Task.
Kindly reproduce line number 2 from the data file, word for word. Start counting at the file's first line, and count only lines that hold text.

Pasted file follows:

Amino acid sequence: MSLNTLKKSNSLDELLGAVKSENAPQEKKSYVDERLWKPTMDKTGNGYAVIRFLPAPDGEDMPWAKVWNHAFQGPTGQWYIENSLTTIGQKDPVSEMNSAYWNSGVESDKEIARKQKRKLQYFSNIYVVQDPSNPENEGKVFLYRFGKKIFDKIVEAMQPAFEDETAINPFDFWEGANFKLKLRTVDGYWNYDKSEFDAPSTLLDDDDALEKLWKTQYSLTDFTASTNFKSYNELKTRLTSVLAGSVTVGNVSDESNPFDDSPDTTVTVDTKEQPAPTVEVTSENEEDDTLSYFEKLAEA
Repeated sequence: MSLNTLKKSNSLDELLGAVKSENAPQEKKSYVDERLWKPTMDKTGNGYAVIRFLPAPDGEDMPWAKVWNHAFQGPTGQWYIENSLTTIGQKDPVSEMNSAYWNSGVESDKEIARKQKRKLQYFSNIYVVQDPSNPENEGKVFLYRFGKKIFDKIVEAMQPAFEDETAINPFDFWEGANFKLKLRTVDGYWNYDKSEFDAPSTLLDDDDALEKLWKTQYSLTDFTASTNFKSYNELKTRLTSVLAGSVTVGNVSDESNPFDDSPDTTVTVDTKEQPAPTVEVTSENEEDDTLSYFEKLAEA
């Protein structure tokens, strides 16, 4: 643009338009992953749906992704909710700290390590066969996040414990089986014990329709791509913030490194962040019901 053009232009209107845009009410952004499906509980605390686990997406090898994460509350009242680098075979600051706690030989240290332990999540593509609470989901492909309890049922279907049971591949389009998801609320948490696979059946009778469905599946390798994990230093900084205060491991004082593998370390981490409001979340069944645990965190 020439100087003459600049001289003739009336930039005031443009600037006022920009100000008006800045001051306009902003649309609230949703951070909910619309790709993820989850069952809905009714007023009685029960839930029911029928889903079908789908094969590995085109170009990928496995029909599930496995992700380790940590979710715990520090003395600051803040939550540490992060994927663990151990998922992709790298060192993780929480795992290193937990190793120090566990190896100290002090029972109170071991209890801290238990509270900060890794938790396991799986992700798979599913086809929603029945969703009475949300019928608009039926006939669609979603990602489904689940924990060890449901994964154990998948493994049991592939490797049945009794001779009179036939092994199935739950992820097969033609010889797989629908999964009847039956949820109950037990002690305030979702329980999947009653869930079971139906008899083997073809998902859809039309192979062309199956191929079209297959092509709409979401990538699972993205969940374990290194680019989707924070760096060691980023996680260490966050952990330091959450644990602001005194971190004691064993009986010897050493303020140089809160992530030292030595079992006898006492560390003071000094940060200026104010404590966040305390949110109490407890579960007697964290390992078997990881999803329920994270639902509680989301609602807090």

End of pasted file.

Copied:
Repeated sequence: MSLNTLKKSNSLDELLGAVKSENAPQEKKSYVDERLWKPTMDKTGNGYAVIRFLPAPDGEDMPWAKVWNHAFQGPTGQWYIENSLTTIGQKDPVSEMNSAYWNSGVESDKEIARKQKRKLQYFSNIYVVQDPSNPENEGKVFLYRFGKKIFDKIVEAMQPAFEDETAINPFDFWEGANFKLKLRTVDGYWNYDKSEFDAPSTLLDDDDALEKLWKTQYSLTDFTASTNFKSYNELKTRLTSVLAGSVTVGNVSDESNPFDDSPDTTVTVDTKEQPAPTVEVTSENEEDDTLSYFEKLAEA